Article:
26 March 2021

1) The U.S. Supreme Court, in a unanimous 8-0 ruling in a civil procedure case, has made corporations suffer a huge loss by making it easier to sue over defective and dangerous products. The basic thrust of the controversies is actually fairly simple in the case of Ford Motor Co. v. Montana Eighth Judicial District Court. The state court held that it had jurisdiction over Ford Motor Company in a product liability suit stemming from a car accident, since the accident happened in the state where suit was brought, and the victim was one of the state’s residents. Furthermore Ford did substantial business in the state with advertising, selling, and servicing the model of vehicle the suit claims is defective. Ford contends that jurisdiction is improper because the particular car involved in the crash was not sold in the state where Ford was sued, nor was it designed or manufactured there. The Supreme Court has essentially staked out two methods for bringing lawsuits against huge corporations: 1) general jurisdiction, and 2) specific jurisdiction. When minimum contacts are found to be sufficiently related to the cause of action, a given court may exercise jurisdiction over such claims.

2) Taiwan and the U.S. plan to deepen maritime security ties in view of China’s escalating ‘gray-zone’ threats. The Chinese government has made vast maritime claims in the South China Sea and also claims sovereignty over the Japanese controlled Senkaku Islands, which it calls Diaoyu. Until Beijing enacted its new coast guard law last month, the country relied on its myriad of armed fishing militia to harass the vessels of other regional claimants. However, China’s neighbors have raised concerns about the revised maritime police legislation, which allows coast guard ships to fire upon foreign vessels deemed to be intruding in Chinese territorial waters. Manila and Tokyo, both who are U.S. defense treaty allies with the U.S., have expressed concern at the potential consequences of the law.

3) Google’s systems infrastructure group calls their new Systems on Chip (SoC) the motherboard on a chip. The cloud computing giant, who is always in need of more computing power for its servers, until now relies on the motherboard as an integration point, where CPUs, networking, storage devices, custom accelerators and memory all come together. To gain higher performance and to use less power, workloads demand even deeper integration into the underlying hardware. With the SoC, the latency and bandwidth between different components can be orders of magnitude better, with reduced power and cost compared to traditional motherboards.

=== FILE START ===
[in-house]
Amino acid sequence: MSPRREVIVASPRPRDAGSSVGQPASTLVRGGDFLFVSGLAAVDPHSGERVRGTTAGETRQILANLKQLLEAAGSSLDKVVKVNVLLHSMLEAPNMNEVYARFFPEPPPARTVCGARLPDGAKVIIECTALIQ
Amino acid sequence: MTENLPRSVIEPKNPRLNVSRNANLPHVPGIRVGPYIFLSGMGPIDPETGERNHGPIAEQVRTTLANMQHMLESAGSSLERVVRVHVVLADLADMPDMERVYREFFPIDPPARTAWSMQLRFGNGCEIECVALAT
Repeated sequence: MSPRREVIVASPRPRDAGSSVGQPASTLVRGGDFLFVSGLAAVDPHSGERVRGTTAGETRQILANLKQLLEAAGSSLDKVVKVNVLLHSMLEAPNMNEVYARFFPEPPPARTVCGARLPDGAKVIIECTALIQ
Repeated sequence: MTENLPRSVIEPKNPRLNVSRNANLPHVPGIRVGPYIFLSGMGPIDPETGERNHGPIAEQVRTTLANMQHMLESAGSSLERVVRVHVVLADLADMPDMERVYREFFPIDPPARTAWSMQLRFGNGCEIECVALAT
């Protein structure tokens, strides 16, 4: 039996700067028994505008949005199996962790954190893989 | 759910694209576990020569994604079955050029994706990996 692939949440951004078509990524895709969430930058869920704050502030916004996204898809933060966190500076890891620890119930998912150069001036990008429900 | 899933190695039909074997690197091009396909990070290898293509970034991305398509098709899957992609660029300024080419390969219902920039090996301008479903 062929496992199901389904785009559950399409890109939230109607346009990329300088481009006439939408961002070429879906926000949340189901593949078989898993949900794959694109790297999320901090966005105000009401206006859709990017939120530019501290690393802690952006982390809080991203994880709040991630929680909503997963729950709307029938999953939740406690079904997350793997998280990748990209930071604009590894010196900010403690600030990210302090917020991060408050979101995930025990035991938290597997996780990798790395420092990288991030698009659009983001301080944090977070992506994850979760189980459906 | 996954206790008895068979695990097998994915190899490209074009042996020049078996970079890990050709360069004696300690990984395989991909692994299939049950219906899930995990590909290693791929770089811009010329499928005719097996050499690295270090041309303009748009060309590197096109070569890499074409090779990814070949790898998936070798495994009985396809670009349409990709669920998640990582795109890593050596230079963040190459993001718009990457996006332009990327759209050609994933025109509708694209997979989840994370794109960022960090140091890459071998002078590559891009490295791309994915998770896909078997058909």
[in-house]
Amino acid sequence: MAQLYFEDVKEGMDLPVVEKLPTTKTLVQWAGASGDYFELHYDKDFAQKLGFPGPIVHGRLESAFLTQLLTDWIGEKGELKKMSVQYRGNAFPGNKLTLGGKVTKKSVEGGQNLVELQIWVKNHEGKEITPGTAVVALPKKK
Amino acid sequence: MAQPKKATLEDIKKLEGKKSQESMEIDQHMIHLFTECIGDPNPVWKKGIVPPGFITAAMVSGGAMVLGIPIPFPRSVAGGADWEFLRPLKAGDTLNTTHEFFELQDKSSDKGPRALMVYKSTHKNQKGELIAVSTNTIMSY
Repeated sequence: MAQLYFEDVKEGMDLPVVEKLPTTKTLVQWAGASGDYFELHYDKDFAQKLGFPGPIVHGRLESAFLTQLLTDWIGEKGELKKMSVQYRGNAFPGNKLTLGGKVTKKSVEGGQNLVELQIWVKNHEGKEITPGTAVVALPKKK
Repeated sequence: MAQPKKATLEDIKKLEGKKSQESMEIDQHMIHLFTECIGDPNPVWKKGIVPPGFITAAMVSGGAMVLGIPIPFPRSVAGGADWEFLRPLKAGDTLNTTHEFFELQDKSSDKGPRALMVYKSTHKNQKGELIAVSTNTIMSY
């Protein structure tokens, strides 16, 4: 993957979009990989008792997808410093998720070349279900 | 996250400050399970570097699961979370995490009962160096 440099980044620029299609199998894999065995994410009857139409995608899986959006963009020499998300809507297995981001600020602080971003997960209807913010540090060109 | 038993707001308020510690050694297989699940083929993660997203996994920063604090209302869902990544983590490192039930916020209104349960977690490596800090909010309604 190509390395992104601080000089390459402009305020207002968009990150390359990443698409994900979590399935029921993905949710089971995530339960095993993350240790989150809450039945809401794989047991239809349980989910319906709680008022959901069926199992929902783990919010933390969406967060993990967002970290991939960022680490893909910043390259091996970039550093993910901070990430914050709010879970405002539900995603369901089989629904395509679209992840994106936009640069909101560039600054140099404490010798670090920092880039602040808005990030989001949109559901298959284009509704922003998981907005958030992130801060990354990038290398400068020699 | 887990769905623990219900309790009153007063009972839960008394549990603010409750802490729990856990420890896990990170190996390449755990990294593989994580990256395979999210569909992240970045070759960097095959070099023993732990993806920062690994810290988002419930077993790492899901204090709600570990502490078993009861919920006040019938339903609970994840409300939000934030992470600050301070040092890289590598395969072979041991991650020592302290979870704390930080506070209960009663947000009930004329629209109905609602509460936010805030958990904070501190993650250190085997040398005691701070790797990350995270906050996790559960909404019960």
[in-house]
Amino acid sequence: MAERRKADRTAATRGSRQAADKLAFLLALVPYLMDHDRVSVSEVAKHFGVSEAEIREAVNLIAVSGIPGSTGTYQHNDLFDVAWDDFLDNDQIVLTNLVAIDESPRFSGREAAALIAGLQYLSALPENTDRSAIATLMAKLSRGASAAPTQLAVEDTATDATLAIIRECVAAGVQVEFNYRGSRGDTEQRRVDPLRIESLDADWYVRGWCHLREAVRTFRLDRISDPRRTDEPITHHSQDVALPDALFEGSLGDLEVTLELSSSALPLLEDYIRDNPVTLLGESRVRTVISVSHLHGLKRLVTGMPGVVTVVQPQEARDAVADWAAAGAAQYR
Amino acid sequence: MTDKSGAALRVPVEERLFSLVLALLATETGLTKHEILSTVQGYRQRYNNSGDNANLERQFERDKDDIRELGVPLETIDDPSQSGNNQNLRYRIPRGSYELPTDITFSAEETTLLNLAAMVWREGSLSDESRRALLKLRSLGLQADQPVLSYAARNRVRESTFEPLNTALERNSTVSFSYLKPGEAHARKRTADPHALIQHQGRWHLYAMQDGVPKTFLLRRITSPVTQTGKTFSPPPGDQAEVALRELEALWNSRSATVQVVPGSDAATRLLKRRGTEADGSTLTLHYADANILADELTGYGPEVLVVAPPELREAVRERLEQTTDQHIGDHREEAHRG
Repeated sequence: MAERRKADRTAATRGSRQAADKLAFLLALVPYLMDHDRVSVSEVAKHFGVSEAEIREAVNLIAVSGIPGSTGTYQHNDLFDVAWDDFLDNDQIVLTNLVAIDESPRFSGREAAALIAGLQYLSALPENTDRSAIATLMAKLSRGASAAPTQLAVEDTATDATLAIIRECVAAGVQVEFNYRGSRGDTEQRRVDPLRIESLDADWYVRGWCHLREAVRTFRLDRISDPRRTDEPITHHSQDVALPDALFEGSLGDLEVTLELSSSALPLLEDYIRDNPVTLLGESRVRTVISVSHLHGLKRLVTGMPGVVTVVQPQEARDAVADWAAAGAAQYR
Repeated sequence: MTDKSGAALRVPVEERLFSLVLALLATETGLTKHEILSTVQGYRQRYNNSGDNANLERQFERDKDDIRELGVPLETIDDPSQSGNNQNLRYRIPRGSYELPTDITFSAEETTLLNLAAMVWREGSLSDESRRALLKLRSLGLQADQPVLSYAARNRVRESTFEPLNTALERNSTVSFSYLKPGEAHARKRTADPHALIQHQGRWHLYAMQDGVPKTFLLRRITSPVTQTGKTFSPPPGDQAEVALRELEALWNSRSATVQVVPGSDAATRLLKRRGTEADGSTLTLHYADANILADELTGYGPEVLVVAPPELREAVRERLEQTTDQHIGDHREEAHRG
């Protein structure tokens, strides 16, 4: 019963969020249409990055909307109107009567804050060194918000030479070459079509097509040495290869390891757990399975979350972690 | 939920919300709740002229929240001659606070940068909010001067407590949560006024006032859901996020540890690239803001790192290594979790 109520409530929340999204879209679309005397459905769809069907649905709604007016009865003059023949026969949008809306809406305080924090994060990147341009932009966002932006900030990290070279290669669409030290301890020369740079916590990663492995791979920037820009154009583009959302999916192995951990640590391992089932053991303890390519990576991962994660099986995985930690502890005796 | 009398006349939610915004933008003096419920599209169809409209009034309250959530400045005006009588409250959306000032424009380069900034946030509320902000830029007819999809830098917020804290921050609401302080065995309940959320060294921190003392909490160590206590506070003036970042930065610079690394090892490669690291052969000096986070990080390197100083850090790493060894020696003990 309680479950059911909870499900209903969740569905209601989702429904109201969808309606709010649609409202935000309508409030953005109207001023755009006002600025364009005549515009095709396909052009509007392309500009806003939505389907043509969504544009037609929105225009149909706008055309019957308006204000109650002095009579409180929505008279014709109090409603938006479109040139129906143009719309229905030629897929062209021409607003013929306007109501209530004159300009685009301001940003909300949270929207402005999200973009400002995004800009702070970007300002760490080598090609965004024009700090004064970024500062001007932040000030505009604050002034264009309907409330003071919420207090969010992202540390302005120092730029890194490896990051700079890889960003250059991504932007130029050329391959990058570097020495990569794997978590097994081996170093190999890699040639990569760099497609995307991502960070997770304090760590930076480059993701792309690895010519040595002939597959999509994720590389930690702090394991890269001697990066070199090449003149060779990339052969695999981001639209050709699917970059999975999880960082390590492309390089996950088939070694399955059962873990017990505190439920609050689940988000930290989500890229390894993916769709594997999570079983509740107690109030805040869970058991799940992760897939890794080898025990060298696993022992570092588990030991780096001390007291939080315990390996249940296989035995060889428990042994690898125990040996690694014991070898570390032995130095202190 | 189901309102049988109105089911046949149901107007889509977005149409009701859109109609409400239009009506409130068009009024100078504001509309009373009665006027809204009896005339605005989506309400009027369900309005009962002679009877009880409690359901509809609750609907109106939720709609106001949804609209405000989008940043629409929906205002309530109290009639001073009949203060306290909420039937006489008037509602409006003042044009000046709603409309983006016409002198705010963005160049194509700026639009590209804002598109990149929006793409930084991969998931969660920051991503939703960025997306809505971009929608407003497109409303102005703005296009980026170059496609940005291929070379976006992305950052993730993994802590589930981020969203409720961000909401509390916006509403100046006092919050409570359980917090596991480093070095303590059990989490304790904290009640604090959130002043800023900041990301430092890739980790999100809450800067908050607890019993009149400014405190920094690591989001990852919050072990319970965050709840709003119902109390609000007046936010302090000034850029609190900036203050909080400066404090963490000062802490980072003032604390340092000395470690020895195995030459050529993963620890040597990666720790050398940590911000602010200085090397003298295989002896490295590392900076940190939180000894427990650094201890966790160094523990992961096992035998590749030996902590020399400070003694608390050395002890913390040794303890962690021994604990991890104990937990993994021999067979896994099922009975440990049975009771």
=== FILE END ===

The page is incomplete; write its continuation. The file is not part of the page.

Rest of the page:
4) Stock market closings for – 25 MAR 21:

Dow Jones 32,619 up by 199.42
NASDAQ 12,978 up by 15.79
S&P 500 3,910 up by 20.38

10 Year Yields: up at 1.635

Oil: down at 61.84

2 February 2021

1) In October and November Intermodal, shipping carriers rejected U.S. agricultural export containers worth hundreds of millions of dollars. Instead they are sending empty containers back to China to be filled with more profitable Chinese exports. These refusals came during the peak season for agriculture exports. The matter is being investigated to see whether the carriers refusing U.S. export cargo violated the Shipping Act. This act makes it unlawful for carriers to unreasonably refuse to deal with or negotiate, to boycott or take any other concerted action resulting in an unreasonable refusal to deal, or engage in conduct that unreasonably restricts the use of intermodal services. Carriers rejected an estimated 177,938 containers known as TEUs (20-foot equivalent units) in October and November.

2) There are three Pacific military flashpoints that could shape Biden’s entire China strategy these next four years. The suggestion that the departure of President Trump from Washington would ease US-China tensions are being discounted. China has flown more than two dozen combat aircraft near Taiwan and have passed a law which allows China’s coast guard to fire on foreign vessels. Meanwhile, the US Navy has sent an aircraft carrier strike group into the South China Sea. China could use large-scale military exercises near Taiwan or in the South China Sea, or stopping foreign vessels in the name of enforcing Chinese maritime regulations. The flashpoints are: 1) The South China Sea- China has built up tiny reefs and sandbars into man-made artificial islands, fortified with missiles, runways and weapons systems. 2) Taiwan and the Taiwan Strait- Despite 75 years as an independent nation, China claims Taiwan as belonging to China, and has repeatedly stated its intention to bring Taiwan under its control, with force if necessary. 3) Japan- Strongly aligned with the U.S. There is contention between Japan and China over Senkakus, an uninhabited rocky island chain, 1,200 miles southwest of Tokyo.